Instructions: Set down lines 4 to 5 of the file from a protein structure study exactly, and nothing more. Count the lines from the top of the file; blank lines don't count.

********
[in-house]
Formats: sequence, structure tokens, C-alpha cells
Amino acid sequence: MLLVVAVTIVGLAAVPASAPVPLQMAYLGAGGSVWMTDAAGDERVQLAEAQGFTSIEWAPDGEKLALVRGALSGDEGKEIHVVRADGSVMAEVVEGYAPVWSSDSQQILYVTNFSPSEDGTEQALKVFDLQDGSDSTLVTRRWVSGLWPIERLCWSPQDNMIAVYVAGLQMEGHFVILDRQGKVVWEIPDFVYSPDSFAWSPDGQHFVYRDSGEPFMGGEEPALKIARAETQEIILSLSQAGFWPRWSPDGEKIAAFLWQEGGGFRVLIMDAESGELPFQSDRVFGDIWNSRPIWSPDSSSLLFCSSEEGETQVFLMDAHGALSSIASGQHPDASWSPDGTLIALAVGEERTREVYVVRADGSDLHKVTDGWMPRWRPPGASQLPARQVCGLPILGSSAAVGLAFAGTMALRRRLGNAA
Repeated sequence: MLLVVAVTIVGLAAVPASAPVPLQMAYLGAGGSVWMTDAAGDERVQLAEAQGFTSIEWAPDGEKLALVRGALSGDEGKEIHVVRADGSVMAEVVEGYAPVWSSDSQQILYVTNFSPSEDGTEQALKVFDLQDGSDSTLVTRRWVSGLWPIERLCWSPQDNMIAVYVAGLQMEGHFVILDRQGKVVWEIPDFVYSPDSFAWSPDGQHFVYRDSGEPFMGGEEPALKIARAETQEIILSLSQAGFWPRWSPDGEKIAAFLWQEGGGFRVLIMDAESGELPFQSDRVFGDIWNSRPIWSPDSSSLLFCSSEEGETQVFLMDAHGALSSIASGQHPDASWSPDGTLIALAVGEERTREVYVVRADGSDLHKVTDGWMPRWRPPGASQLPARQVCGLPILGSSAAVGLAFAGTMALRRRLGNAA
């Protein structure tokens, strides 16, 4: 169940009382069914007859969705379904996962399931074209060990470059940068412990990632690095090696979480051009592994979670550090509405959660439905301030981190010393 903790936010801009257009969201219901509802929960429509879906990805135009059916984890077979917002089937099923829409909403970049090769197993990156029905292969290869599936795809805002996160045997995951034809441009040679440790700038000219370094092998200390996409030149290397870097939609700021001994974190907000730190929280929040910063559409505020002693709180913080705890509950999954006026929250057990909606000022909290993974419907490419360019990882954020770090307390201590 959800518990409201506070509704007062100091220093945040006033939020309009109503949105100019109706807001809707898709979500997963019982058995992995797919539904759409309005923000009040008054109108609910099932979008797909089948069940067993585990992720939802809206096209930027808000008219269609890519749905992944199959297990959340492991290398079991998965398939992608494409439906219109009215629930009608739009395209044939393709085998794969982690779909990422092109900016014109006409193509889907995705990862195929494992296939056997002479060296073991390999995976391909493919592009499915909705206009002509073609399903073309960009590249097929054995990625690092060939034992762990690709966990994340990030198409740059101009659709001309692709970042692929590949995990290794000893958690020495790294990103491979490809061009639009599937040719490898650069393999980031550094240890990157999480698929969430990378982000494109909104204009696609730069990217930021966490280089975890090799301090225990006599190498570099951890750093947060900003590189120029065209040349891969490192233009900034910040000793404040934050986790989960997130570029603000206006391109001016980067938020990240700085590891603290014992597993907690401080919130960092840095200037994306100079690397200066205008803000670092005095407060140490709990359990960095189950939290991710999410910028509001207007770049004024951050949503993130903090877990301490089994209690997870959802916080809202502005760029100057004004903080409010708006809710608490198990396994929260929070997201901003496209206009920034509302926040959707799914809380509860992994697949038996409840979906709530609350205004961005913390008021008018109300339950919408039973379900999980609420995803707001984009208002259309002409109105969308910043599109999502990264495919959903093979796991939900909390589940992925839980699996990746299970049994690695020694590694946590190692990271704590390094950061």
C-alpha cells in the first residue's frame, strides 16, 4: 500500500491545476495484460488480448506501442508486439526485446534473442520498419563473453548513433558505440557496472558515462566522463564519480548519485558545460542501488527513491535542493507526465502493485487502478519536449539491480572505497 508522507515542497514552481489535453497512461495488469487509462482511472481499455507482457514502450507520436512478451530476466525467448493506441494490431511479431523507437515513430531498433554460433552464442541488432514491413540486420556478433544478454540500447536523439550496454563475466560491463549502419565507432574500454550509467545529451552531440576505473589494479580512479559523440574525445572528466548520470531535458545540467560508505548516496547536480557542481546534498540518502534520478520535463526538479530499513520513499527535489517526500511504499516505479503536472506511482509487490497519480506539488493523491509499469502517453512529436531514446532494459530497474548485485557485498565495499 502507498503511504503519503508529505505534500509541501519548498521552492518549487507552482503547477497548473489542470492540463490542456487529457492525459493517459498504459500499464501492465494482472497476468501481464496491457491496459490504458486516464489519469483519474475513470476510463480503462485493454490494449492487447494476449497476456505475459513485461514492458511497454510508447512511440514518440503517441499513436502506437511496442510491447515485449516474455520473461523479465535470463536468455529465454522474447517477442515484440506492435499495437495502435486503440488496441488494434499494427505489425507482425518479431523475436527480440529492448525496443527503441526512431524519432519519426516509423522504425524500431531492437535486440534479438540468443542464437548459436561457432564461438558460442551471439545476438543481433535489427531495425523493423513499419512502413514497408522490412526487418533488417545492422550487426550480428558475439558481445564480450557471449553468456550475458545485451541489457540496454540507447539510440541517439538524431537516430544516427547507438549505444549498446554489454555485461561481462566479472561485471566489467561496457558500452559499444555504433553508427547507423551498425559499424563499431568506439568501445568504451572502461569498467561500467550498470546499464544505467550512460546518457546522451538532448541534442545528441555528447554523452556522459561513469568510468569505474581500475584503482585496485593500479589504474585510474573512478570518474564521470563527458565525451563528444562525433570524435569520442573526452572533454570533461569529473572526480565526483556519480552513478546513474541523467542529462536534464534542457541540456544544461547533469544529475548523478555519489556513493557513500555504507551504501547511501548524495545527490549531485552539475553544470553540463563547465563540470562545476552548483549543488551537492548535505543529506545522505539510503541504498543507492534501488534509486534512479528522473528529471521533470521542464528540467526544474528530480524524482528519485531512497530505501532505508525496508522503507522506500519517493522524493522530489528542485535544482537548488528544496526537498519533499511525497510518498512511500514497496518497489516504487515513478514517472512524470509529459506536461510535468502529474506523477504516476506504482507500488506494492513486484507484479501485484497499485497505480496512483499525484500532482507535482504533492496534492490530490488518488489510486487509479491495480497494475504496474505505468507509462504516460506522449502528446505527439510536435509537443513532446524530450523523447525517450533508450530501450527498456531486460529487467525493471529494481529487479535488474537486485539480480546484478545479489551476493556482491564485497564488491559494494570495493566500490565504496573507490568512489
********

Repeated sequence: MLLVVAVTIVGLAAVPASAPVPLQMAYLGAGGSVWMTDAAGDERVQLAEAQGFTSIEWAPDGEKLALVRGALSGDEGKEIHVVRADGSVMAEVVEGYAPVWSSDSQQILYVTNFSPSEDGTEQALKVFDLQDGSDSTLVTRRWVSGLWPIERLCWSPQDNMIAVYVAGLQMEGHFVILDRQGKVVWEIPDFVYSPDSFAWSPDGQHFVYRDSGEPFMGGEEPALKIARAETQEIILSLSQAGFWPRWSPDGEKIAAFLWQEGGGFRVLIMDAESGELPFQSDRVFGDIWNSRPIWSPDSSSLLFCSSEEGETQVFLMDAHGALSSIASGQHPDASWSPDGTLIALAVGEERTREVYVVRADGSDLHKVTDGWMPRWRPPGASQLPARQVCGLPILGSSAAVGLAFAGTMALRRRLGNAA
């Protein structure tokens, strides 16, 4: 169940009382069914007859969705379904996962399931074209060990470059940068412990990632690095090696979480051009592994979670550090509405959660439905301030981190010393 903790936010801009257009969201219901509802929960429509879906990805135009059916984890077979917002089937099923829409909403970049090769197993990156029905292969290869599936795809805002996160045997995951034809441009040679440790700038000219370094092998200390996409030149290397870097939609700021001994974190907000730190929280929040910063559409505020002693709180913080705890509950999954006026929250057990909606000022909290993974419907490419360019990882954020770090307390201590 959800518990409201506070509704007062100091220093945040006033939020309009109503949105100019109706807001809707898709979500997963019982058995992995797919539904759409309005923000009040008054109108609910099932979008797909089948069940067993585990992720939802809206096209930027808000008219269609890519749905992944199959297990959340492991290398079991998965398939992608494409439906219109009215629930009608739009395209044939393709085998794969982690779909990422092109900016014109006409193509889907995705990862195929494992296939056997002479060296073991390999995976391909493919592009499915909705206009002509073609399903073309960009590249097929054995990625690092060939034992762990690709966990994340990030198409740059101009659709001309692709970042692929590949995990290794000893958690020495790294990103491979490809061009639009599937040719490898650069393999980031550094240890990157999480698929969430990378982000494109909104204009696609730069990217930021966490280089975890090799301090225990006599190498570099951890750093947060900003590189120029065209040349891969490192233009900034910040000793404040934050986790989960997130570029603000206006391109001016980067938020990240700085590891603290014992597993907690401080919130960092840095200037994306100079690397200066205008803000670092005095407060140490709990359990960095189950939290991710999410910028509001207007770049004024951050949503993130903090877990301490089994209690997870959802916080809202502005760029100057004004903080409010708006809710608490198990396994929260929070997201901003496209206009920034509302926040959707799914809380509860992994697949038996409840979906709530609350205004961005913390008021008018109300339950919408039973379900999980609420995803707001984009208002259309002409109105969308910043599109999502990264495919959903093979796991939900909390589940992925839980699996990746299970049994690695020694590694946590190692990271704590390094950061």